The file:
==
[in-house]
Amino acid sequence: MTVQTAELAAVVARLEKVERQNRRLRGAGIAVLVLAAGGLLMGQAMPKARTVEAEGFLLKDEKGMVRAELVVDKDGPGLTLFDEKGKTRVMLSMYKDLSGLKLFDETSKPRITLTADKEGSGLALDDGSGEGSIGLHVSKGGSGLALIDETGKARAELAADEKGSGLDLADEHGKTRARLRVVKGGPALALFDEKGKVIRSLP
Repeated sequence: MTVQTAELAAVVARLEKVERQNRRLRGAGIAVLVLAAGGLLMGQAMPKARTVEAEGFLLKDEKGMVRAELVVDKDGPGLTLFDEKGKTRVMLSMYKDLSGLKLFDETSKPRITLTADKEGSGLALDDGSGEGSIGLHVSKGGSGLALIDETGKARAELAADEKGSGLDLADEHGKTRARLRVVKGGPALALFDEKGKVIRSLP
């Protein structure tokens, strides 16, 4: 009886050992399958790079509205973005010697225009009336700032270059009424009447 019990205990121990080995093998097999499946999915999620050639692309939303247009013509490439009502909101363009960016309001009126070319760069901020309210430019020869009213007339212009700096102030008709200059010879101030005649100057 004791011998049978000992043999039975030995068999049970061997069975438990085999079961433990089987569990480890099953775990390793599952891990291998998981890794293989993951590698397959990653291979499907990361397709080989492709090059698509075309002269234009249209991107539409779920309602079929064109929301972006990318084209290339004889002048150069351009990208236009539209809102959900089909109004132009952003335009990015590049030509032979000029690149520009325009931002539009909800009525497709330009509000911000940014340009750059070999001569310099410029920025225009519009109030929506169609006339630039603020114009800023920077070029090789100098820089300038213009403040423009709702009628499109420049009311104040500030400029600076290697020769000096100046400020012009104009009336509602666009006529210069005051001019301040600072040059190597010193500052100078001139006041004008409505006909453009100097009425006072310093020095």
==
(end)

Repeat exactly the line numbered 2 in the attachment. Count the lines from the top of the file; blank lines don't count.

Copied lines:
Amino acid sequence: MTVQTAELAAVVARLEKVERQNRRLRGAGIAVLVLAAGGLLMGQAMPKARTVEAEGFLLKDEKGMVRAELVVDKDGPGLTLFDEKGKTRVMLSMYKDLSGLKLFDETSKPRITLTADKEGSGLALDDGSGEGSIGLHVSKGGSGLALIDETGKARAELAADEKGSGLDLADEHGKTRARLRVVKGGPALALFDEKGKVIRSLP